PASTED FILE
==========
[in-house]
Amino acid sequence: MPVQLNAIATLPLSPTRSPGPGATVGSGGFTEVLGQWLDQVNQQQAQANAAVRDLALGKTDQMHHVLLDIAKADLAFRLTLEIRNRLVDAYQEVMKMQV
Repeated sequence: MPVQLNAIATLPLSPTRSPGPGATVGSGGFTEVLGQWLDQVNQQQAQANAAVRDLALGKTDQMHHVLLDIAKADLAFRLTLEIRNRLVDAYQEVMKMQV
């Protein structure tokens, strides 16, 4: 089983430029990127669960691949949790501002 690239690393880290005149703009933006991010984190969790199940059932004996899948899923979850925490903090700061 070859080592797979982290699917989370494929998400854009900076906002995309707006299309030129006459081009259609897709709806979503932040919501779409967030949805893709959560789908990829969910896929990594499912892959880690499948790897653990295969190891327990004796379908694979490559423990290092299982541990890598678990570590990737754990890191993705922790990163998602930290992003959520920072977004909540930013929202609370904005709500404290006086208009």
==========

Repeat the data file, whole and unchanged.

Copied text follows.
[in-house]
Amino acid sequence: MPVQLNAIATLPLSPTRSPGPGATVGSGGFTEVLGQWLDQVNQQQAQANAAVRDLALGKTDQMHHVLLDIAKADLAFRLTLEIRNRLVDAYQEVMKMQV
Repeated sequence: MPVQLNAIATLPLSPTRSPGPGATVGSGGFTEVLGQWLDQVNQQQAQANAAVRDLALGKTDQMHHVLLDIAKADLAFRLTLEIRNRLVDAYQEVMKMQV
């Protein structure tokens, strides 16, 4: 089983430029990127669960691949949790501002 690239690393880290005149703009933006991010984190969790199940059932004996899948899923979850925490903090700061 070859080592797979982290699917989370494929998400854009900076906002995309707006299309030129006459081009259609897709709806979503932040919501779409967030949805893709959560789908990829969910896929990594499912892959880690499948790897653990295969190891327990004796379908694979490559423990290092299982541990890598678990570590990737754990890191993705922790990163998602930290992003959520920072977004909540930013929202609370904005709500404290006086208009």